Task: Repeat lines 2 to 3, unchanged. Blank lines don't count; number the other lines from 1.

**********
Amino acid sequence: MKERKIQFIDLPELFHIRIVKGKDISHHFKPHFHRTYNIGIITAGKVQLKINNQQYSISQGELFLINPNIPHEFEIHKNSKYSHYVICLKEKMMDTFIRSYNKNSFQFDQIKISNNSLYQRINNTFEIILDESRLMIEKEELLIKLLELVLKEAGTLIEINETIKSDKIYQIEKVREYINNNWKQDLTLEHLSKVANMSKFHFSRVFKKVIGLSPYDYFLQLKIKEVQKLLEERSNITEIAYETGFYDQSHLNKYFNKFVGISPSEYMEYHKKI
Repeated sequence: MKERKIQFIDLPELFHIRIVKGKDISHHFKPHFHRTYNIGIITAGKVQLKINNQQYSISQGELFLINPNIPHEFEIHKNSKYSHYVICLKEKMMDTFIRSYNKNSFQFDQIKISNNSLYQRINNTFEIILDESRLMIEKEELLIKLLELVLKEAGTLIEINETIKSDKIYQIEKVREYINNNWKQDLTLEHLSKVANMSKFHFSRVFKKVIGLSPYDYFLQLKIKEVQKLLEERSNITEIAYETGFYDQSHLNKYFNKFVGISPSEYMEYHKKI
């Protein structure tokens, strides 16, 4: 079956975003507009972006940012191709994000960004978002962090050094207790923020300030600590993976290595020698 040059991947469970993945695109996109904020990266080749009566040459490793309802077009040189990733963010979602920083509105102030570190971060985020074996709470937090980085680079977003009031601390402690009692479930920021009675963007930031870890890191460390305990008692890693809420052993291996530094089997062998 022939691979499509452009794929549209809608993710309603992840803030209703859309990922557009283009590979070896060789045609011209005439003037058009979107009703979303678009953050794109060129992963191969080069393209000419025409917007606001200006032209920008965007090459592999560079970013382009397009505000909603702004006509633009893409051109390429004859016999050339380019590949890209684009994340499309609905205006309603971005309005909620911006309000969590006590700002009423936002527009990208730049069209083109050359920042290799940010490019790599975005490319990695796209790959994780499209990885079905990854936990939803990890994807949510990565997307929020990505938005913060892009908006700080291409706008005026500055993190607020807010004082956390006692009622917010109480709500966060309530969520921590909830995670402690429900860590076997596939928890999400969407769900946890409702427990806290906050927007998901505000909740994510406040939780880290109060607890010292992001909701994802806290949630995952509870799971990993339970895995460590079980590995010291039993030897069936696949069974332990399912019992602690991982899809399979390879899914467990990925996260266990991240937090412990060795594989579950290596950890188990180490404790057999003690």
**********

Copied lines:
Repeated sequence: MKERKIQFIDLPELFHIRIVKGKDISHHFKPHFHRTYNIGIITAGKVQLKINNQQYSISQGELFLINPNIPHEFEIHKNSKYSHYVICLKEKMMDTFIRSYNKNSFQFDQIKISNNSLYQRINNTFEIILDESRLMIEKEELLIKLLELVLKEAGTLIEINETIKSDKIYQIEKVREYINNNWKQDLTLEHLSKVANMSKFHFSRVFKKVIGLSPYDYFLQLKIKEVQKLLEERSNITEIAYETGFYDQSHLNKYFNKFVGISPSEYMEYHKKI
């Protein structure tokens, strides 16, 4: 079956975003507009972006940012191709994000960004978002962090050094207790923020300030600590993976290595020698 040059991947469970993945695109996109904020990266080749009566040459490793309802077009040189990733963010979602920083509105102030570190971060985020074996709470937090980085680079977003009031601390402690009692479930920021009675963007930031870890890191460390305990008692890693809420052993291996530094089997062998 022939691979499509452009794929549209809608993710309603992840803030209703859309990922557009283009590979070896060789045609011209005439003037058009979107009703979303678009953050794109060129992963191969080069393209000419025409917007606001200006032209920008965007090459592999560079970013382009397009505000909603702004006509633009893409051109390429004859016999050339380019590949890209684009994340499309609905205006309603971005309005909620911006309000969590006590700002009423936002527009990208730049069209083109050359920042290799940010490019790599975005490319990695796209790959994780499209990885079905990854936990939803990890994807949510990565997307929020990505938005913060892009908006700080291409706008005026500055993190607020807010004082956390006692009622917010109480709500966060309530969520921590909830995670402690429900860590076997596939928890999400969407769900946890409702427990806290906050927007998901505000909740994510406040939780880290109060607890010292992001909701994802806290949630995952509870799971990993339970895995460590079980590995010291039993030897069936696949069974332990399912019992602690991982899809399979390879899914467990990925996260266990991240937090412990060795594989579950290596950890188990180490404790057999003690």